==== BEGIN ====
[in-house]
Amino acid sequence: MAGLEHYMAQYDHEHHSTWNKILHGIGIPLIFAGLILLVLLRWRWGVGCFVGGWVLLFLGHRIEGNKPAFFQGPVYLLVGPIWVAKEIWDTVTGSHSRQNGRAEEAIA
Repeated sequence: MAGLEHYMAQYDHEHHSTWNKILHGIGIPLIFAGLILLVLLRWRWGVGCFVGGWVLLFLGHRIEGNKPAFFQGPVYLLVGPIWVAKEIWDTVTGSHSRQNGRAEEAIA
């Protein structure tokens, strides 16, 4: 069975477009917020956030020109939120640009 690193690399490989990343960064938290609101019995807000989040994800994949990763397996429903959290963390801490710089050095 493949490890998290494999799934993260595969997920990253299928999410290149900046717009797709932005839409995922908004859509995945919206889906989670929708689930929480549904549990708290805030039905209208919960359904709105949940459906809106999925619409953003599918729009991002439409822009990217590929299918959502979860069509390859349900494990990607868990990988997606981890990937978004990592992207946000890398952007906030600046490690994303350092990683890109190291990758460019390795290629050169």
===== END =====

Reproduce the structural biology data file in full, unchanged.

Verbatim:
[in-house]
Amino acid sequence: MAGLEHYMAQYDHEHHSTWNKILHGIGIPLIFAGLILLVLLRWRWGVGCFVGGWVLLFLGHRIEGNKPAFFQGPVYLLVGPIWVAKEIWDTVTGSHSRQNGRAEEAIA
Repeated sequence: MAGLEHYMAQYDHEHHSTWNKILHGIGIPLIFAGLILLVLLRWRWGVGCFVGGWVLLFLGHRIEGNKPAFFQGPVYLLVGPIWVAKEIWDTVTGSHSRQNGRAEEAIA
């Protein structure tokens, strides 16, 4: 069975477009917020956030020109939120640009 690193690399490989990343960064938290609101019995807000989040994800994949990763397996429903959290963390801490710089050095 493949490890998290494999799934993260595969997920990253299928999410290149900046717009797709932005839409995922908004859509995945919206889906989670929708689930929480549904549990708290805030039905209208919960359904709105949940459906809106999925619409953003599918729009991002439409822009990217590929299918959502979860069509390859349900494990990607868990990988997606981890990937978004990592992207946000890398952007906030600046490690994303350092990683890109190291990758460019390795290629050169």